Instead, he handed them a 4-1 lead after seven. Clippard did not last one inning. He walked in a run in a 35-pitch, three-walk horror show of an eighth inning.
“My stuff’s good,” Clippard said. “I’ve been feeling really good as far as that’s concerned. Just the execution wasn’t there. My changeup was nonexistent tonight. I wasn’t able to put that where I want to, and that hasn’t happened in a long time. That was frustrating.”
Storen bailed out his former roommate — barely — when Dan Uggla’s 385-foot flyball settled into Denard Span’s glove on the edge of the center field warning track, leaving the bases loaded.
Storen escaped the eighth. He was not as fortunate in the ninth.
Chris Johnson greeted him with a line-drive single to center. Pena dropped a perfectly placed, surprise bunt single toward third base. A sacrifice bunt moved both runners into scoring position with one out. Storen struck out Andrelton Simmons, but Jason Heyward drew a walk, filling the bases for Justin Upton.
Upton chopped a grounder down the third base line, a seemingly harmless play, a potential game-ender. Zimmerman backed up to backhand the ball and, in an instant, surveyed his options.
He could have thrown all the way across the diamond, fired to second to nab Heyward or held the ball and give Storen another chance for the third out.
“Obviously, first base is out of the question,” Zimmerman said. “I’m not gonna beat the guy to third. I thought if I turn and make a perfect throw, I had a chance to get the guy bang-bang at second. Obviously, Heyward’s fast. It’s really tough as a competitor to just catch the ball and throw it back to Drew and just have the bases loaded. In hindsight, obviously that would have been the better play.”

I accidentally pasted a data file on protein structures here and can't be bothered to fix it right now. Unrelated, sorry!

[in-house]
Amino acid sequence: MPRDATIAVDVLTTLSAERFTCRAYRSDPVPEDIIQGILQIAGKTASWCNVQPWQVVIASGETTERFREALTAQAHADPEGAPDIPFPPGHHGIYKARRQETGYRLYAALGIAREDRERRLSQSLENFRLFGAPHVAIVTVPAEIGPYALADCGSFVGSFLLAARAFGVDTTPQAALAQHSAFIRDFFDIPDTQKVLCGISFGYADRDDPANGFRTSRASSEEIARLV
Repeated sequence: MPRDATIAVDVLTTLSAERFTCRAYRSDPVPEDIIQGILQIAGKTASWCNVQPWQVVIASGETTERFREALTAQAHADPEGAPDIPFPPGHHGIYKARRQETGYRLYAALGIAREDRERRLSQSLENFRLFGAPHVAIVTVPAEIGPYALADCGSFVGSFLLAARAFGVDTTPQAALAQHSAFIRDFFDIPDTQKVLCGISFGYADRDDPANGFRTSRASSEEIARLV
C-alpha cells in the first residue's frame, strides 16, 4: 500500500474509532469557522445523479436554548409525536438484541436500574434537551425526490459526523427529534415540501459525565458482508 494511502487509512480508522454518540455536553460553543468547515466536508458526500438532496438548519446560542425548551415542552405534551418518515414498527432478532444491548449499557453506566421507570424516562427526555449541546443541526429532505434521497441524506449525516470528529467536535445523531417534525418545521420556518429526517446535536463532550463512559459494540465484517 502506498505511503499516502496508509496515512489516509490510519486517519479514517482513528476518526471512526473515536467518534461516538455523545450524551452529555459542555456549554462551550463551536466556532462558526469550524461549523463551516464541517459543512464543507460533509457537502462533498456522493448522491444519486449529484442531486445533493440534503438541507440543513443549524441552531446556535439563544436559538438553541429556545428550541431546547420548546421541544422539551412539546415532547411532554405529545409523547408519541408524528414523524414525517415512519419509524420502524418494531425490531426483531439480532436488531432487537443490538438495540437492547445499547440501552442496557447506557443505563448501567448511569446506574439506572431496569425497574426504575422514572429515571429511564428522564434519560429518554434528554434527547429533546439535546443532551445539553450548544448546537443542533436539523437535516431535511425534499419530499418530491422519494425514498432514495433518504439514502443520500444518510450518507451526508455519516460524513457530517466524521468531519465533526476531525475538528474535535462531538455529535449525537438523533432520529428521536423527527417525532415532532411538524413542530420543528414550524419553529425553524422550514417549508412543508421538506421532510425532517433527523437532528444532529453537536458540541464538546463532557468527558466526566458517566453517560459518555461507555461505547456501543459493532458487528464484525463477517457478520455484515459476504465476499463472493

Zimmerman turned and fired to second. Espinosa was still scurrying from where he began the play, stationed on the outfield grass. Espinosa arrived at the base at the same time Zimmerman’s throw skipped past him into right field. Even if Zimmerman’s throw had been on the money, it appeared Heyward would have been safe. Both Johnson and Pena scored, tying the game at 4.
“It’s easy to go back and look at that now, obviously,” Zimmerman said. “In the moment, I thought I should give it a shot. It didn’t work out too well. . . . It wasn’t a terrible throw. It just needed to be perfect.”
The late-game execution was far from perfect. Clippard, Storen and Stammen combined to walk five of the 19 batters they faced.
“That’s one of the things about being a bullpen that makes us special down there is that we have short memories and we understand that it’s a long season,” Storen said. “We’re going to swallow that, learn from it, and move on.”
The Nationals have little choice. They would report back to Nationals Park less than 12 hours after leaving, ready to face the Braves again, hoping Stephen Strasburg could outduel Tim Hudson. After 10 games, they have no need to panic. They do need to learn from what has gone wrong, even in the midst of a 7-3 start.
“Let’s get back out there,” Johnson said.